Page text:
Magazine article Information Management

United States Moving toward Online Privacy Rules

Magazine article Information Management

United States Moving toward Online Privacy Rules

Article excerpt

Currently, there is no comprehensive U.S. law that protects consumer privacy online. Businesses have fought regulation, preferring to police their own actions. Past administrations have chosen not to enter the fray for fear of being accused of stifling innovation.

But as incidences of online monitoring of consumers by marketers, buying and selling of consumers' most personal information, and identity theft continue to skyrocket, the government apparently has decided to take action.

The Federal Trade Commission (FTC) polices Internet privacy issues now, but unless the action violates privacy and is considered "deceptive" or "unfair," it can't do much. Recent initiatives may change this and mark a real turning point in Internet policy for the United States.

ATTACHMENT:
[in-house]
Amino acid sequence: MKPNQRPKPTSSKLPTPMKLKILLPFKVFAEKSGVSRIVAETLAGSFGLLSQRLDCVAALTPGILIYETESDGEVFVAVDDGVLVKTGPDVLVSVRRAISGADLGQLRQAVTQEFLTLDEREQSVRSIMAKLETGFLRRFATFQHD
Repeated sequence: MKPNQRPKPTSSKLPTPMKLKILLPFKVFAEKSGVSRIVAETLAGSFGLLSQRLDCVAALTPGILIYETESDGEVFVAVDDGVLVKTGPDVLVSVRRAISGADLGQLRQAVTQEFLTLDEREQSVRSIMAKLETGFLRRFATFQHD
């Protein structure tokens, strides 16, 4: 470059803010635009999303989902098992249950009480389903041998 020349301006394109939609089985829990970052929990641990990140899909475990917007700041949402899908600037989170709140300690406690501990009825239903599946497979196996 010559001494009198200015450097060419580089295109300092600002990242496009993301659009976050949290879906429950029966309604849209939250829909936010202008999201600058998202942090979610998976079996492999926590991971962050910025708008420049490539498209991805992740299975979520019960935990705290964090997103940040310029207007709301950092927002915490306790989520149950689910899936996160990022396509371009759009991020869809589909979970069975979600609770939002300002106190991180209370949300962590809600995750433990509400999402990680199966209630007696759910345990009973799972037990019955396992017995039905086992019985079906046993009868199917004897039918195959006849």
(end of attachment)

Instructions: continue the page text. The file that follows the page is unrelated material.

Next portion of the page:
The FTC and the Commerce Department will soon release separate, and possibly conflicting, reports addressing online privacy, according to The Wall Street Journal (WSJ). Both have said publicly they want tougher privacy standards. However, top Commerce officials have hinted that their department favors voluntary but enforceable standards. The FTC, on the other hand, is expected to push for stricter rules for consumers, including a "do not track" option for websites similar to the "do not call" phone lists. …

Search by... Author
Show... All Results Primary Sources Peer-reviewed

Oops!

An unknown error has occurred. Please click the button below to reload the page. If the problem persists, please try again in a little while.